Room: Room 205
Purpose: To assess the benefit of kV intrafraction on-demand imaging during prostate SBRT.
Methods: Triggered on-board kV images were collected at 70 MU intervals during Truebeam (Varian) delivery of â‰¤5 fraction SBRT prostate treatments. As per clinical practice, operators interrupted treatment if the real-time, auto-identified positions of the three implanted fiducials strayed more than 3 mm from their planning positions. Intra- or inter-arc interruption instigated cone beam CT (CBCT) and patient realignment before delivery resumption. The 2153 intra-delivery kV images collected for 15 patients were retrospectively analyzed. The fiducial positions were auto-identified with a template tracking algorithm before human verification. Here, our study focuses on analyzing sup-inf displacement.
Results: Despite low contrast at lateral angles, 82.7% of the fiducials were identified on the kV images. Of the investigated 50 fractions, treatment was interrupted as a result of kV fiducial tracking for 10 of the 15 patients a total of 16 times. Interruption, re-CBCT, and resulting couch re-positioning extended average inter-beam pauses from 39 to 226 s. Root-mean-squared couch shifts as a result of re-CBCT were 2.1, 2.4, and 0.9 mm for vertical, longitudinal, and lateral directions, respectively (maximum shift of 4.2 mm, longitudinal). Negligible systematic movement was observed. For identifiable fiducials, the sup-inf fiducial displacement was outside of the 3 mm threshold in 4% of cases. Subtracting applied couch shifts shows that without interruptions and re-positioning, 9.8% of fiducials would have been >3 mm from their planned sup-inf positions. In the most extreme patient case, absence of on-demand IGRT would have reduced the sup-inf 3 mm compliance from 83 to 47%.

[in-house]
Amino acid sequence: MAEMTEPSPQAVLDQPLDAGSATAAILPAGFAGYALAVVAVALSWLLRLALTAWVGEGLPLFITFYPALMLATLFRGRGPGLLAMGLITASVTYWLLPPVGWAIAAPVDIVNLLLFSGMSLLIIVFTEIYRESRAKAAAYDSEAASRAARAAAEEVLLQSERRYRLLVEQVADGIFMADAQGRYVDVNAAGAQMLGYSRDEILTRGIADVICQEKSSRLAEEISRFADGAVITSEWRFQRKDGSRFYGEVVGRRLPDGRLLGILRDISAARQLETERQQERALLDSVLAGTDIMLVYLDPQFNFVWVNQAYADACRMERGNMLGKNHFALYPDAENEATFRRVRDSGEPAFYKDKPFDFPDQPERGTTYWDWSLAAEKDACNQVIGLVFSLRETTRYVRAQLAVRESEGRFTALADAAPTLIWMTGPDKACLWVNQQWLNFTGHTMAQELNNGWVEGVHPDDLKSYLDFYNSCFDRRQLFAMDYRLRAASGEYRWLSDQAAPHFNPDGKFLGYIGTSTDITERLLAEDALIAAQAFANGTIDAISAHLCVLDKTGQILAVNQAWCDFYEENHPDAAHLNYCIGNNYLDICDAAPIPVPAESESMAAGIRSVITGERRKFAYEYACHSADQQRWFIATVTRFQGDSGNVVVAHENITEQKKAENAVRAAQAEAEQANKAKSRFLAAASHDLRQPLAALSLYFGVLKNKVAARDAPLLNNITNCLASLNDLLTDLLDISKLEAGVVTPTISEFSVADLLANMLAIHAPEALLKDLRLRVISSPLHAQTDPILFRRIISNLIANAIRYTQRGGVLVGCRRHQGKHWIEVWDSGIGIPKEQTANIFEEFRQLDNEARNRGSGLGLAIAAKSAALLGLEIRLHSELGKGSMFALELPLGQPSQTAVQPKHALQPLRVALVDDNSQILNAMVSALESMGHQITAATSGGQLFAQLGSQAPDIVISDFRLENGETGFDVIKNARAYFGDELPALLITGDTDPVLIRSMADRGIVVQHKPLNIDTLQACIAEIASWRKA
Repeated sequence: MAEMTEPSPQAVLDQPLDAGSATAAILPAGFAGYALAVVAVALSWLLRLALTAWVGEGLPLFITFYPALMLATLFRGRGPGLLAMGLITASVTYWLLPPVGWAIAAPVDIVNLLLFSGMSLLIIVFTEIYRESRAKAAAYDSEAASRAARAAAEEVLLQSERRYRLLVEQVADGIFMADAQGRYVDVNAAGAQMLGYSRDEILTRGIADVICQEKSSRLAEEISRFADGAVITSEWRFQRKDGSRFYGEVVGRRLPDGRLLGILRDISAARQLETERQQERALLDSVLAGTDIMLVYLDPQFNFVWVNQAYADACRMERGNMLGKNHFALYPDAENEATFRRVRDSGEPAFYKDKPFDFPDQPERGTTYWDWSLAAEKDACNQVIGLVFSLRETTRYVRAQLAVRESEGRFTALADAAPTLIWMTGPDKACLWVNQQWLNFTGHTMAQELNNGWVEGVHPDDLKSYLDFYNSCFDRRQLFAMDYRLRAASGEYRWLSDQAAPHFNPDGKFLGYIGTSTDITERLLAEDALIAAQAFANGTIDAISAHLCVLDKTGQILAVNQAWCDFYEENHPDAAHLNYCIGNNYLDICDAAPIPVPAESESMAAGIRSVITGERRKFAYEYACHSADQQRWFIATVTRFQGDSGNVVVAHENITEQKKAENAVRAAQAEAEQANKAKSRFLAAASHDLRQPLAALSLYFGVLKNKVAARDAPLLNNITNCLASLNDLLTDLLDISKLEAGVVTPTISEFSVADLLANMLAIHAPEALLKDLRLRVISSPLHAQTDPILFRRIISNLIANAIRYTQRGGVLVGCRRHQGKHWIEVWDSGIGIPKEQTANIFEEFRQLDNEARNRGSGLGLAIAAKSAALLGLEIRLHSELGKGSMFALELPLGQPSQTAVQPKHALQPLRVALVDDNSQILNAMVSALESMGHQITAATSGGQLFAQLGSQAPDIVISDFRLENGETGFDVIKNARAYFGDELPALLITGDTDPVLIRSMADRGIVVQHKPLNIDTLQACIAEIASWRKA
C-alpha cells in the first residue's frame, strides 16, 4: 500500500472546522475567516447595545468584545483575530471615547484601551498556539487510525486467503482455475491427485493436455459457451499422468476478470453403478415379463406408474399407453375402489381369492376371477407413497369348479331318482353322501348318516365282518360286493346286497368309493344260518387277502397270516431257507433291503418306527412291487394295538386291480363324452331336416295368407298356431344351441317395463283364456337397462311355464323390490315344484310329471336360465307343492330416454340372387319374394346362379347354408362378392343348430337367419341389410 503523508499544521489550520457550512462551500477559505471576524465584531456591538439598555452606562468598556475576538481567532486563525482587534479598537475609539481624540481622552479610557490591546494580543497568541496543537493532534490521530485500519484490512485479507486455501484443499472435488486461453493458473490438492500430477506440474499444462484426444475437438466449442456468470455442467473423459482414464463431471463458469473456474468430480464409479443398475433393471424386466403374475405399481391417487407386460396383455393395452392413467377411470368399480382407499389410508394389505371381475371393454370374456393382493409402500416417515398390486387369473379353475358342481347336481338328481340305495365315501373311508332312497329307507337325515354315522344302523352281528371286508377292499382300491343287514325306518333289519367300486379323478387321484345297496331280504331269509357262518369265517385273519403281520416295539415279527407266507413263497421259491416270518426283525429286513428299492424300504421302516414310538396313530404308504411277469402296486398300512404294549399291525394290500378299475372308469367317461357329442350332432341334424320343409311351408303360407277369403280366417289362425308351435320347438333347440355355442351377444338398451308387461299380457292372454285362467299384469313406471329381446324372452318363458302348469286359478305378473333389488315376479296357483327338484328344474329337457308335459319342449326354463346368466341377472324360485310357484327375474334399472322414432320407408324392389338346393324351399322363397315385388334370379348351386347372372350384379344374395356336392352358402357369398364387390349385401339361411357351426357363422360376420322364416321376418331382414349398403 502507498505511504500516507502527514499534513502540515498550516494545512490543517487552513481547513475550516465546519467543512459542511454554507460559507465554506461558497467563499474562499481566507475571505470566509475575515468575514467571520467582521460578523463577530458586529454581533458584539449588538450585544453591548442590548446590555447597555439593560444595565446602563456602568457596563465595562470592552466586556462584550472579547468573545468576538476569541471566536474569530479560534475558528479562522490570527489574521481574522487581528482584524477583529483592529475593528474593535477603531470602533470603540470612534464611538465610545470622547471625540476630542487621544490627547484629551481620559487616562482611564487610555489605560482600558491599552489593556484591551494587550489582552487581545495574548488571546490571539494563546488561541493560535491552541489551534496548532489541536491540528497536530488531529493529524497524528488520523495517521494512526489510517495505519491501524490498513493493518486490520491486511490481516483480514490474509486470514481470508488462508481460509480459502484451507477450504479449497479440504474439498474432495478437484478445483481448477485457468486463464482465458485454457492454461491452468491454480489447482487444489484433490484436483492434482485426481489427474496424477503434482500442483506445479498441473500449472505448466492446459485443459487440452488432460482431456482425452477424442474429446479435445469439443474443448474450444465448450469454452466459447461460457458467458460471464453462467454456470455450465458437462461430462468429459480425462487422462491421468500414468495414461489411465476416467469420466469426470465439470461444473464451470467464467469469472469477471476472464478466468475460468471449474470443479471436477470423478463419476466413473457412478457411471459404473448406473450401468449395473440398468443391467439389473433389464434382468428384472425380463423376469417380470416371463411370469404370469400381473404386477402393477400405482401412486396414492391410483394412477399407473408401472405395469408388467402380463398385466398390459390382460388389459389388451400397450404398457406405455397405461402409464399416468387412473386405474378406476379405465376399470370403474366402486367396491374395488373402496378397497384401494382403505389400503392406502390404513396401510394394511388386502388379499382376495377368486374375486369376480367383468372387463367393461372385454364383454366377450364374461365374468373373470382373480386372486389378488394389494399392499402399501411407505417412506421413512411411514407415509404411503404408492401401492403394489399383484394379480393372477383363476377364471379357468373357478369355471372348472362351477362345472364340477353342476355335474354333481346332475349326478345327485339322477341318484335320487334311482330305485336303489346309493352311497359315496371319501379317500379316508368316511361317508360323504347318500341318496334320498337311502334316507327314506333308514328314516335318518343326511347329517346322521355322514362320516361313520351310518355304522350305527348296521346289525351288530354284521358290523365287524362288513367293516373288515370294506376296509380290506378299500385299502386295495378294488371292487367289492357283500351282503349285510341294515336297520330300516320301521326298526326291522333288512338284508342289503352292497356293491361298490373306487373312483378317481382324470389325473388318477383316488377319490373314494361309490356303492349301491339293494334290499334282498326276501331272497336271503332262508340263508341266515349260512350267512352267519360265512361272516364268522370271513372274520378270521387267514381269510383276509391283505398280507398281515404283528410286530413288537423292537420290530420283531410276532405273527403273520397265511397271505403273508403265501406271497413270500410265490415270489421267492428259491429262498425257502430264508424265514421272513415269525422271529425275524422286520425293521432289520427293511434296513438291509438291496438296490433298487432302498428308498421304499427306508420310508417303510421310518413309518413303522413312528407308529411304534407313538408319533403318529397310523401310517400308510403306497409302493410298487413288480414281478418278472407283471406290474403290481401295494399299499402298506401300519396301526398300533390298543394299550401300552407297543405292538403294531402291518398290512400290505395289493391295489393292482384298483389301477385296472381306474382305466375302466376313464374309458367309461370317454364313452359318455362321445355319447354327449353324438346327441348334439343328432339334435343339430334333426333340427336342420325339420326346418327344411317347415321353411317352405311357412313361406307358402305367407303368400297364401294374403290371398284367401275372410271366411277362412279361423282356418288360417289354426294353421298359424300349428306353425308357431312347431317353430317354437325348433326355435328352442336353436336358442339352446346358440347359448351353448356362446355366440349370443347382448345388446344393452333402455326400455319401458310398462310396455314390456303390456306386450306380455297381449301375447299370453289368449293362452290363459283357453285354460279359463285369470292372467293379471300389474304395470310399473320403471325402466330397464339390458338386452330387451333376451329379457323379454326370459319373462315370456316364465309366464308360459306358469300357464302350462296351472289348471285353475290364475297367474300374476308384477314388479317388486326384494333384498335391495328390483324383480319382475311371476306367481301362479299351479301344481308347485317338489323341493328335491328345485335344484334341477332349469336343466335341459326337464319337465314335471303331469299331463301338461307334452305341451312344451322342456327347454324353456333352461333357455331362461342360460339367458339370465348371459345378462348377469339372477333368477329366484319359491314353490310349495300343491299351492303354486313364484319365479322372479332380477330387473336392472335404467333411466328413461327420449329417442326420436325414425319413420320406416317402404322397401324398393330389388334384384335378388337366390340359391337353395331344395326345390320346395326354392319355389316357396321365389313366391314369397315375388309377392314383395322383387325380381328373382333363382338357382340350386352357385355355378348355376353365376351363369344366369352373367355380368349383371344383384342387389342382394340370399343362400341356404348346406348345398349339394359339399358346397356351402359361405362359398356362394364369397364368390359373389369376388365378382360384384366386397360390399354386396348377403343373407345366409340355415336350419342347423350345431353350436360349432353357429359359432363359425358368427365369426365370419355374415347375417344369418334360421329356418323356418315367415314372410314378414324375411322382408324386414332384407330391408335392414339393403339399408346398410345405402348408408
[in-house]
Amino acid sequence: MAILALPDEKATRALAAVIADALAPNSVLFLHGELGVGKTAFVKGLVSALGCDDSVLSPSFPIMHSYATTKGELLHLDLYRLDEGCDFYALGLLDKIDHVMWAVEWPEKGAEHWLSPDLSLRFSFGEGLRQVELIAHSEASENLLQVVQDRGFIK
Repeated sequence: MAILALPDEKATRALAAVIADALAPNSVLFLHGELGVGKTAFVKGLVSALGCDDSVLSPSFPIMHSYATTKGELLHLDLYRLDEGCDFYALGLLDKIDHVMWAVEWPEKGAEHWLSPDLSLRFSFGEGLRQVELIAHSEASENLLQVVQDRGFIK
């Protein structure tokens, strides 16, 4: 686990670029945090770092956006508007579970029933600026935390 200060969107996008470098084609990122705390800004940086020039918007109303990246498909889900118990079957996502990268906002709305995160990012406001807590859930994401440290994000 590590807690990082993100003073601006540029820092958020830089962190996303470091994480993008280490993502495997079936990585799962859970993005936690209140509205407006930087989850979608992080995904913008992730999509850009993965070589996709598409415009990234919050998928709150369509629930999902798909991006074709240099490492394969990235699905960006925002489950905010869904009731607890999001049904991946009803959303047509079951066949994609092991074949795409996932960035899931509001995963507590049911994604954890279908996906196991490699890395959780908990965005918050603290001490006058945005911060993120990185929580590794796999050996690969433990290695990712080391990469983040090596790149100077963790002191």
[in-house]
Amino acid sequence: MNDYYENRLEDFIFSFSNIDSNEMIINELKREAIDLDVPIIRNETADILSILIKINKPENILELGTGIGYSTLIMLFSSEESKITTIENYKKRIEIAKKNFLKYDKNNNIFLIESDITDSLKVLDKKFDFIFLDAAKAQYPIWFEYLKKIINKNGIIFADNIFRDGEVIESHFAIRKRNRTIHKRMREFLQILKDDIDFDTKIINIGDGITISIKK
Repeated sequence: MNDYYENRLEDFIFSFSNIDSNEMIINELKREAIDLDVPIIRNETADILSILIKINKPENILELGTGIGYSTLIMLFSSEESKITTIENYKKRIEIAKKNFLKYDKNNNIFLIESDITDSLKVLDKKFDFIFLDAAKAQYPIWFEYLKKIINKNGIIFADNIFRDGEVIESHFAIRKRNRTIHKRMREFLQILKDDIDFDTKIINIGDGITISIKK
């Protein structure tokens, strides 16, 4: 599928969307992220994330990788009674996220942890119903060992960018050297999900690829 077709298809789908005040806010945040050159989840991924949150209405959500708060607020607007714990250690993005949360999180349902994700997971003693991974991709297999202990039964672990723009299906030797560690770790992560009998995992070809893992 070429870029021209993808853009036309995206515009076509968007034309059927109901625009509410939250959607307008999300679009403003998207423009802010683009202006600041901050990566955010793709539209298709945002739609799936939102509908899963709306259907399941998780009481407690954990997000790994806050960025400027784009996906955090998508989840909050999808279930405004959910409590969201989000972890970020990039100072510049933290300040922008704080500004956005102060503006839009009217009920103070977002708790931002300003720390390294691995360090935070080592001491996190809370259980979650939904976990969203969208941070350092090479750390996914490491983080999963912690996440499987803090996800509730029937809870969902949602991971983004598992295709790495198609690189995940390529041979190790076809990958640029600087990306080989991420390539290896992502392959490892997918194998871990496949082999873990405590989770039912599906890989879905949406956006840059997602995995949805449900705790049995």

Conclusion: There is substantial (>3 mm) prostate and/or patient movement during SBRT treatment even with extensive immobilization. Although each interruption extends overall treatment by 3 minutes, patient realignment triggered by kV on-demand imaging led to improved target positioning.